By Walter M. Brasch
From research of the mass media, Dr. Brasch develops an enormous new thought to give an explanation for the old improvement of Black English, and to provide a speculation which can clarify old improvement of style. Dr. Brasch discusses the sociological, mental, cultural, historic, linguistic, and journalistic bases of Black English. Black English and the Mass Media offers an important and critical base for figuring out American language and tradition.
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Merrill, Ernie Smith, Riley B. Smith, John H. Timmis III, and Colston Westbrook. Throughout my research I was assisted and encouraged by Vivian M. Laughrey. Her conscientious sensitivity to detail was most helpful. I am especially thankful to librarians James R. Housel, Barbara Flynn, Gary Friedman, Bertha Makow, Vicki Myers, Kay Pearlman, Diane Perry, Ed Templeton, and Leonard Wheeler at the Ontario (California) City Library; and to librarians at Ohio University, Ohio State University, Temple University, and the Claremont colleges.
Historic Visibility By tracing a historical development of almost three hundred years, as reflected within the literature of the mass media, it becomes obvious that the visibility and importance of the Black increased in literature as Page xviii the years progressed. In the Colonial-Revolutionary Cycle, the Black was present only as a servant or slave, often to utter a few comic lines and then depart. By the end of the Reconstruction Cycle, the Black was a major literary character. " This increased visibility, though not always honest or sympathetic, would continue into the Civil Rights Cycle of the mid-twentieth century.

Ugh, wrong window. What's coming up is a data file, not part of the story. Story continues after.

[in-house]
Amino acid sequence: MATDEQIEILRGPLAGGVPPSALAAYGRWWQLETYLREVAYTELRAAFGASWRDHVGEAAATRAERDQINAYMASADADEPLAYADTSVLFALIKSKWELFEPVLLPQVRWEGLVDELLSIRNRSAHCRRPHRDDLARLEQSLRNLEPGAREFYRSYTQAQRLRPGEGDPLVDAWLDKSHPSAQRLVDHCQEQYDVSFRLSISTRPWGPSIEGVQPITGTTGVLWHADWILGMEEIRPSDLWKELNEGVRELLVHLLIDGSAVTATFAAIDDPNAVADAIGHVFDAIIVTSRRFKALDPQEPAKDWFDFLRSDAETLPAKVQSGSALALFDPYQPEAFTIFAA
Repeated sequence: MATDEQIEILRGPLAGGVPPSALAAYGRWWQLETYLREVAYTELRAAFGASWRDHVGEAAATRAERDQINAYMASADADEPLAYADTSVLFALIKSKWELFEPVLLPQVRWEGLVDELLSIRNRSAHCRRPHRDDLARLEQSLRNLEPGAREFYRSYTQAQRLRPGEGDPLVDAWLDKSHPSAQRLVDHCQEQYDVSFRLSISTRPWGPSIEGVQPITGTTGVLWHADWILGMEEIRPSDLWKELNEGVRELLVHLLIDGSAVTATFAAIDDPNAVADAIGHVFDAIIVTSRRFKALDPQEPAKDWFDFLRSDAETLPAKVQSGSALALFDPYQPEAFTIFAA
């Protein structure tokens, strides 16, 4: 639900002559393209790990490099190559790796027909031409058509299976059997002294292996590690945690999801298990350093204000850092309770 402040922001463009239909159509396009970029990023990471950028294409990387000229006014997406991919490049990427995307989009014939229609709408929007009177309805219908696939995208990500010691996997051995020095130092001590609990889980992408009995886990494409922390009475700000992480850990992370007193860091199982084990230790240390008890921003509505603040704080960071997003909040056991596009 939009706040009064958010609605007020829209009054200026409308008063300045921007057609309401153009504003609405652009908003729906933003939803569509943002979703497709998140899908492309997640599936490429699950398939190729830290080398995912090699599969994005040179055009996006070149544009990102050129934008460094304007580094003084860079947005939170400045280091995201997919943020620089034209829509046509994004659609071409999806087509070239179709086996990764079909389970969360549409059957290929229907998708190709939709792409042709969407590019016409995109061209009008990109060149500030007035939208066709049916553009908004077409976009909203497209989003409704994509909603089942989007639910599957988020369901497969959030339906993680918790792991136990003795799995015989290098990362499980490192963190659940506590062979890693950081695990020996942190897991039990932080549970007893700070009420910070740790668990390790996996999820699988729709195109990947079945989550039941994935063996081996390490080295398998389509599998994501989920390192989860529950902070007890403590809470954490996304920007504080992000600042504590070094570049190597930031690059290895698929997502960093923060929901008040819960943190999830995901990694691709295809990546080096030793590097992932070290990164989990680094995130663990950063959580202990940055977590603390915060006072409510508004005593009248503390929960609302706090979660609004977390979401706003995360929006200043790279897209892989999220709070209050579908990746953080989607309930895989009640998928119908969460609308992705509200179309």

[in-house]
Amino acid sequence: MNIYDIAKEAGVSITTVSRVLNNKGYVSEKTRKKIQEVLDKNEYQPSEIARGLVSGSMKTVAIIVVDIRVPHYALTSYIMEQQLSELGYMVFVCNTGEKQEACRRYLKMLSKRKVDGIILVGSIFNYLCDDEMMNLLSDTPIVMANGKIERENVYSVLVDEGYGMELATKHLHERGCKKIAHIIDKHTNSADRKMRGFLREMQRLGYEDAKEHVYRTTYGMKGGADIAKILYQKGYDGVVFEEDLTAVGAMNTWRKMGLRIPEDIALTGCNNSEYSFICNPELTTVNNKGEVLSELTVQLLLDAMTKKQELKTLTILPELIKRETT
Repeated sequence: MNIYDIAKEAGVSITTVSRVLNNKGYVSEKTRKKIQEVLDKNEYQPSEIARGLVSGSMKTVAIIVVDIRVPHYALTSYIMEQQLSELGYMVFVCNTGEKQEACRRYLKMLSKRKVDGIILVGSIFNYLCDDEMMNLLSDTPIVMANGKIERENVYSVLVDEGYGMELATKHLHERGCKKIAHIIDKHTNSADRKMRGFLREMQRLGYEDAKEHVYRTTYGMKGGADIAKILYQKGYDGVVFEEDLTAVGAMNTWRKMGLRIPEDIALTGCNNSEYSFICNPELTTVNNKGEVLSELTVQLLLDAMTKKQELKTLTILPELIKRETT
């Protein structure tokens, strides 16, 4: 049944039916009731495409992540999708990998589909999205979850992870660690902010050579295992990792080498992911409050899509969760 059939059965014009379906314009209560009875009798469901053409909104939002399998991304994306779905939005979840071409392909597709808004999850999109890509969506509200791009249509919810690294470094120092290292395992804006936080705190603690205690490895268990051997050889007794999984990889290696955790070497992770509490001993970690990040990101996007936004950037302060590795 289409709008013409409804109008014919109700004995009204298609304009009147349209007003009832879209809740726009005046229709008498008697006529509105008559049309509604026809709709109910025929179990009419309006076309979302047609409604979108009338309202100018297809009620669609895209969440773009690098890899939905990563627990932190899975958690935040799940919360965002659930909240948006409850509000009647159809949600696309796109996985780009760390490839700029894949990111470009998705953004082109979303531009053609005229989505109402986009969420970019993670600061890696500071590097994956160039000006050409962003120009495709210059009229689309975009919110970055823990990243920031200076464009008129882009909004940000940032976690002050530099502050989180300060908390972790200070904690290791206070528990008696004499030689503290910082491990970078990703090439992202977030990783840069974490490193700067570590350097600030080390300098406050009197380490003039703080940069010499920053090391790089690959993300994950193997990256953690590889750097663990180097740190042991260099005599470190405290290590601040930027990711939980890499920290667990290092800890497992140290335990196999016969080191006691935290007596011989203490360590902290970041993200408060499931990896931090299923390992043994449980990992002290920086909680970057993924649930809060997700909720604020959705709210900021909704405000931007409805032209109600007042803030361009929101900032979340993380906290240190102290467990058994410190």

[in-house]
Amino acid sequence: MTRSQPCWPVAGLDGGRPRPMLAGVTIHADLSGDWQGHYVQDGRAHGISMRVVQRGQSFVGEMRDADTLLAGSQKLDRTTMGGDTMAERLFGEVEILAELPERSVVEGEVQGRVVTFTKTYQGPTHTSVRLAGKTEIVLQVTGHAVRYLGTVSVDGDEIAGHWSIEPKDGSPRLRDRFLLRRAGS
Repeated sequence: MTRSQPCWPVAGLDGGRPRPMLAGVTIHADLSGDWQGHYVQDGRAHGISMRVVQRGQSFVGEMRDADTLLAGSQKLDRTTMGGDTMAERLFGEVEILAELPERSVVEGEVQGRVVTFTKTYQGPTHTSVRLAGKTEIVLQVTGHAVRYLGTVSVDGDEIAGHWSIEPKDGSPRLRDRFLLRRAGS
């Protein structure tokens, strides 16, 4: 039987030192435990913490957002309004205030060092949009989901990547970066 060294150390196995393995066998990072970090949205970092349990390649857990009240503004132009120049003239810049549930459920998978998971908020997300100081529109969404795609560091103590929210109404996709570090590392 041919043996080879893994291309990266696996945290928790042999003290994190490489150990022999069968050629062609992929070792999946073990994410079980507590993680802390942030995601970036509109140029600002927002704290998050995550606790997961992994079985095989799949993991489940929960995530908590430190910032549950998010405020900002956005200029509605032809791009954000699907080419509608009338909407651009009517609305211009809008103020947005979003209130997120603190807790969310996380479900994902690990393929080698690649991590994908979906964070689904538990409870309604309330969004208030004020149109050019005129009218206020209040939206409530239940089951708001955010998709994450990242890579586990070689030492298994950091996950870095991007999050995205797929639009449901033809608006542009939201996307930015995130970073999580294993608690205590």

I have known some melancholy Instances of whole Ship Crews being surpriz'd, and cut off by them. But the safest Way is to trade with the different Nations, on either Side of the River, and having some of every Sort on board, there will be no more likelihood of their succeeding than of finishing the Tower of Babel. 7 Thus the Blacks spoke not only their own native language, but, in essence, a common trade language. The creolist theory maintains that while in the United States, Black slaves by necessity developed regional variations of a creole, possibly as early as the seventeenth century, and that the creole had its basis not in Elizabethan English but in West African languages.